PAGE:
Posts Tagged ‘Drew Pomeranz’

Colorado Rockies Opening Day Primer

2011 Record: 73-89 Manager: Jim Tracy

The Rockies started last season with some lofty expectations. But injuries and disappointments in the pitching staff led to the season unraveling early as they only won 8 games in May. With a loaded lineup and a younger (mostly) and retooled starting rotation, the Rockies could be a surprise playoff participant if things go well.

Player in the spotlight: Troy Tulowitzki SS

Tulo is always going to be in the MVP race, especially if the Rockies are competing for and making the playoffs. Write him down for his .300, 30, and 100 with the potential for more. No worries here as the Rockies have the best shortstop in the game.

Biggest question mark in the lineup: Todd Helton 1B

Todd Helton looked like his career was coming to an end a few years ago with his chronic injuries that seemed to keep him out of the lineup all of the time. But playing most of last season, getting spotted occasionally, Helton continued to hit over .300 and have an OPS over .850. But he’ll turn 39 in August and his creaky body will eventually give out. The Rockies just hope it isn’t this year. They also signed Mike Cuddyer to play right field, but he’ll likely spot Helton against many lefties.

Pitcher in the spotlight: Rafael Betancourt   Closer

The Rockies traded Huston Street to San Diego and gave the closer’s role to Betancourt. Betancourt has been really good since coming over from Cleveland in 2009 and should transition seamlessly to the 9th inning. In all likelihood, Betancourt is holding down the closer’s role until lefty flamethrower, Rex Brothers, is ready for the full-time role.

Biggest pitching question mark: Drew Pomeranz

Pomeranz headlined the Ubaldo Jimenez deal with the Indians last summer and the 2010 1st round pick is going to be expected to pitch well this year. The Rockies have a number of young starters and their playoff aspirations lie with the ability of Pomeranz and the others develop over the course of this season. The earlier they have success, the more likely the Rockies will be playing important games in September.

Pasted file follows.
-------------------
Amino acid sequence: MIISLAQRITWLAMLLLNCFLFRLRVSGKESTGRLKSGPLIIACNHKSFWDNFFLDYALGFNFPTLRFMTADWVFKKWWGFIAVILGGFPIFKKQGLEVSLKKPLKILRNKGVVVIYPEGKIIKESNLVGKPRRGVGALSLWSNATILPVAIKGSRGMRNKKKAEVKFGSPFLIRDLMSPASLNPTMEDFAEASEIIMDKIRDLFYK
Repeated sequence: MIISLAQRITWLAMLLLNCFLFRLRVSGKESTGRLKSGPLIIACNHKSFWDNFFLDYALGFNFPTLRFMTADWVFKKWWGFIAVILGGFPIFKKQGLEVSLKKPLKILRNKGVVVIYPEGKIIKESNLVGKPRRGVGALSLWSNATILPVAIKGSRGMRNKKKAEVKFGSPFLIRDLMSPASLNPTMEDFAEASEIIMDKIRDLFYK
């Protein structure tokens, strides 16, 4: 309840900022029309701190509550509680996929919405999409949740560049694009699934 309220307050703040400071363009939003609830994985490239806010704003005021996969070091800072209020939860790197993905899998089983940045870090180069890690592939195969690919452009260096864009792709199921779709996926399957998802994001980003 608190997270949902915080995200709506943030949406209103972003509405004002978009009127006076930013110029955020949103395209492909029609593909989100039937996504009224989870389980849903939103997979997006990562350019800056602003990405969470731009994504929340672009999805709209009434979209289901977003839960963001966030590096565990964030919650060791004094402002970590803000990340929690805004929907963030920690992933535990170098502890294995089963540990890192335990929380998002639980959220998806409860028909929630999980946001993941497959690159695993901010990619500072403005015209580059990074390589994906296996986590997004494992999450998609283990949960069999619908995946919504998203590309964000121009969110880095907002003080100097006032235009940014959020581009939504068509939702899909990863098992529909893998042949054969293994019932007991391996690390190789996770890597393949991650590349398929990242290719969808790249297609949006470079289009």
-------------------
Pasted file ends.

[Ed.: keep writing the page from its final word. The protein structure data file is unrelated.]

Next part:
Prospect with a chance to make an impact this year: Nolan Arenado 3B

Arenado starts the season in AA and should be on the fast track if he continues to mash like he did in A ball last year. If he masters AA quickly, Arenado could find his way to Denver before August.

Prediction: 3rd in NL West

The Rockies are competing in a winnable division as the Giants lack great hitting to run away with the division and the Diamondbacks have some holes as well. So if the Rockies can get some early, sustained success out of their young starters, they have the best lineup in the NL West and should be able to remain in the hunt all season long. But that young rotation is the key and Coors Field is a tough place to develop pitchers which is why they are predicted to be 3rd here. With slightly below average starting pitching this is a 78-80 win team, but can get to 85 wins with average starting pitching and stay in the race to the end.


Cleveland Indians Opening Day Overview

Cleveland Indians Opening Day Overview

Manager: Manny Acta   GM: Chris Antonetti

1 CF Michael Brantley
2 SS Asdrubal Cabrera
3 RF Shin-Soo Choo
4 C Carlos Santana
5 DH Travis Hafner
6 2B Orlando Cabrera
7 LF Austin Kearns/Grady Sizemore
8 1B Matt LaPorta
9 3B Jason Donald(DL)/Jack Hannahan


Brantley came over a few years back in the Sabathia deal and got a chance to become established as the fulltime center fielder with Grady Sizemore’s injuries. To stay in the leadoff spot and in the lineup, he needs to improve his walks as his OBP was under .300 last year and has to get up over .350 in order for Brantley to be an effective leadoff hitter.

Asdrubal Cabrera broke out with a big season in 2009 but took a step back last season as his numbers dropped and he missed almost half of the season with a broken arm. At 25, the Indians have high expectations for Cabrera and a return to his 2009 production and some improvement would make for a successful season for him.

Choo performed like a star last season and then continued his great play in the Asian Games, leading South Korea to the title. That championship excused Choo from his military obligation. At 28, Choo should be in the middle of his prime and could improve his production even more with his increased comfort level in the US. In a lineup with more power, Choo might be better hitting second, but his .885 OPS is very good hitting third too. The Indians need him to take the next step and get over a .900 OPS to help them surprise this season.